The net neutrality agreement: do we think that’s really the end of it?

So, that net neutrality thing. Pretty exciting, huh?

Um. On a scale of watching grass grow to starring in a live Superbowl commercial while watching the game from your favorite team’s sideline, this ranks around pairing up socks in the laundry room, except with more keyboard-face. Stacy McCain called it the World’s Most Boring Policy Issue. He may well be right.

Still. As someone who spends a significant amount of time online; who instinctively distrusts phrases like “FCC rules” and “Congressional oversight;” who looks forward to the day when nanobots flowing through my brain remove the need for such inconveniences as “computers” and “phones,” I find the prospect of government involvement… concerning.

Seems like something I should understand better. So. Coffee up, people. We’re talking net neutrality.

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I’ll throw a joke in. Keep reading.

In a nutshell, “net neutrality” means: internet service providers like Google and Verizon can’t discriminate regarding content. No favoring one kind of traffic over another; or one content provider over another. Unlike a grocery store, where products compete for the best places on the shelf, all products have to be treated equally.

Proponents say we need it, otherwise the internet will become a more evil version of Wal-Mart. Opponents say that competition and demand will suffice to keep the internet free and “neutral.”

The FCC announced their power to regulate, which made many internetizens vomit green and turn their heads three hundred sixty degrees. Congress said slow down, let’s talk this over. There was a Supreme Court ruling in there, somewhere.

Bottom line: the onset of government regulation seems unavoidable. I know. You’re really surprised.

Enter Google and Verizon: two major players, which stood on opposite sides of the issue. They got together and hammered out an agreement. A “legislative framework.” A compromise. For frightened pro-regulators, a little bit of Daddy Government to make them feel safe at night. For angry just-stay-out-of-my-way-ers…

…well, nothing. Nothing, except a temporary reprieve from even greater government regulation.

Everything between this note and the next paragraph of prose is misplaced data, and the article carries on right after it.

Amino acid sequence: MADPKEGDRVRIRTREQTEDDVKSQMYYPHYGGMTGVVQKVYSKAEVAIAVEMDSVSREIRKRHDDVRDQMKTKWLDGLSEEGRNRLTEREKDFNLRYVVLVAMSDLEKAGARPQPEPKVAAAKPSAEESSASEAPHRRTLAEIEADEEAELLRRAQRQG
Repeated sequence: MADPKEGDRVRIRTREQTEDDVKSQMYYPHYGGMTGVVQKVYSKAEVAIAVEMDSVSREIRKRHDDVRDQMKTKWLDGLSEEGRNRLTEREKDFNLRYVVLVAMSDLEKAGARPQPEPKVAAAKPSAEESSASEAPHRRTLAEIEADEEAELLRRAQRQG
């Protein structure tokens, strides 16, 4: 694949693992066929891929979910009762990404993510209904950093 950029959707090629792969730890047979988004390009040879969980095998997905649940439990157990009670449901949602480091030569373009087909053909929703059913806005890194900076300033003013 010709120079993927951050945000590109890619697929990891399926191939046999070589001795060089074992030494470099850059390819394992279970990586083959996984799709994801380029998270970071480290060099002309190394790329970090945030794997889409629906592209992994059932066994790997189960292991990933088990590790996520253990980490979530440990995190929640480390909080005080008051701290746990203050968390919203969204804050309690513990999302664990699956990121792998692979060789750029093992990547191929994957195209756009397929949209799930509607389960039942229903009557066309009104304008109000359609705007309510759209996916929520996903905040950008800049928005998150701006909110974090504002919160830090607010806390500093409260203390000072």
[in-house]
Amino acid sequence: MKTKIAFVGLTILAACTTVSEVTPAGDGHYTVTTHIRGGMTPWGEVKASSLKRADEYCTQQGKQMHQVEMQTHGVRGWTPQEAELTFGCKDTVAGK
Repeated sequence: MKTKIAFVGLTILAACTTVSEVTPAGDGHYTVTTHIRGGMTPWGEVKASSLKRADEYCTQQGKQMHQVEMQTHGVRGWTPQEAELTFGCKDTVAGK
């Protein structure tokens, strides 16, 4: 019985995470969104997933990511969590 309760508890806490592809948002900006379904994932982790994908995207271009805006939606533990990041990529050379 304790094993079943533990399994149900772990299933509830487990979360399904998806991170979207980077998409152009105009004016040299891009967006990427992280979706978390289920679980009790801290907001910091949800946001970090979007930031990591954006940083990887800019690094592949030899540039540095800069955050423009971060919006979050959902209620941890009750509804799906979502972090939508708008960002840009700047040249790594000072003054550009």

Temporary. And that’s only if Congress and the FCC go along with it.

The agreement does several things. It delineates what areas are subject to “net neutrality” and what areas (like wireless broadband) aren’t. It outlines FCC authority. And, thankfully, it’s only two pages long.

Yeah, fine. Better that, I suppose, than just letting Congress do it. But it’s hard, really, to take the agreement seriously, for two reasons:

  • It’s not the law.

It has no force behind it. It’s just a suggestion. Congress will still have to legislate; the FCC will still have to write, and then enforce rules. There’s no guarantee either will do what Google and Verizon suggest, and even less that they’ll stop where Google and Verizon say.

  • Even if it becomes law, it’ll only be the first law.

By agreeing to some legislation, you concede the principle that Congress and the FCC have the authority to legislate and regulate. Yeah, I know: that battle was lost a long time ago. Still. Legislation and regulation never pull back, and they never sit still. Onward and upward: that’s the standard. To believe that this instance is somehow exempt is simply ridiculous.

Hey, I’m no anti-government purist. Legislation and regulation have a role. But that role should be tapped as infrequently as possible. As a last resort. Our default position should be: just let it alone.

But, the internet is big. It’s important. It’s making a lot of people a lot of money. Government involvement is a foregone conclusion, and this agreement — if accepted — will only slow that involvement down.

The good news is: if this ever impacts me and my modest internet needs directly, I won’t know it. Any impact on me will be of omission: the innovation that went unrealized; the invention that simply never happened. I can’t miss what I never knew was possible.

And I’ll admit: I don’t know everything. About this issue, in particular. It’s broad, complex, and, yes, boring. Maybe Google really is evil. Maybe big corporations really will stifle the growth of the very product that made them rich in the first place.

Still, when it comes to choosing Wal-Mart or government…Wal-Mart delivers immense amounts of goods to immense numbers of people, who can afford more because Wal-Mart does it so cheaply. Government gave us Obamacare.

I’ll take Wal-Mart, thanks. And I’ll take my chances with net non-neutrality.

Cross posted at The TrogloPundit.

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